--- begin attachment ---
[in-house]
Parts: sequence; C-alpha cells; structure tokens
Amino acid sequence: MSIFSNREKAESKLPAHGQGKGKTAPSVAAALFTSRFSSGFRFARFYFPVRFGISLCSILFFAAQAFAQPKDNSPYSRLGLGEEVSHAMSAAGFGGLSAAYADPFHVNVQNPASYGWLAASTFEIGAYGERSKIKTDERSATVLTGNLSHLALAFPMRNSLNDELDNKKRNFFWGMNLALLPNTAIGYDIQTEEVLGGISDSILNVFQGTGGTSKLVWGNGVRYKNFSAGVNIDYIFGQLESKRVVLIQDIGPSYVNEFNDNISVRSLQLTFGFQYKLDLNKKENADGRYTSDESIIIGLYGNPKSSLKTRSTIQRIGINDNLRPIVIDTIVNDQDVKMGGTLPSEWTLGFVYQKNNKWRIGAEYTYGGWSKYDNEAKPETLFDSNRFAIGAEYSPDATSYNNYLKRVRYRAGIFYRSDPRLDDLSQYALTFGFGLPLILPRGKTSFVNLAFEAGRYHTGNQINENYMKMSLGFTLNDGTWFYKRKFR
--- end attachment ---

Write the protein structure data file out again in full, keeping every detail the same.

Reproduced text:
[in-house]
Parts: sequence; C-alpha cells; structure tokens
Amino acid sequence: MSIFSNREKAESKLPAHGQGKGKTAPSVAAALFTSRFSSGFRFARFYFPVRFGISLCSILFFAAQAFAQPKDNSPYSRLGLGEEVSHAMSAAGFGGLSAAYADPFHVNVQNPASYGWLAASTFEIGAYGERSKIKTDERSATVLTGNLSHLALAFPMRNSLNDELDNKKRNFFWGMNLALLPNTAIGYDIQTEEVLGGISDSILNVFQGTGGTSKLVWGNGVRYKNFSAGVNIDYIFGQLESKRVVLIQDIGPSYVNEFNDNISVRSLQLTFGFQYKLDLNKKENADGRYTSDESIIIGLYGNPKSSLKTRSTIQRIGINDNLRPIVIDTIVNDQDVKMGGTLPSEWTLGFVYQKNNKWRIGAEYTYGGWSKYDNEAKPETLFDSNRFAIGAEYSPDATSYNNYLKRVRYRAGIFYRSDPRLDDLSQYALTFGFGLPLILPRGKTSFVNLAFEAGRYHTGNQINENYMKMSLGFTLNDGTWFYKRKFR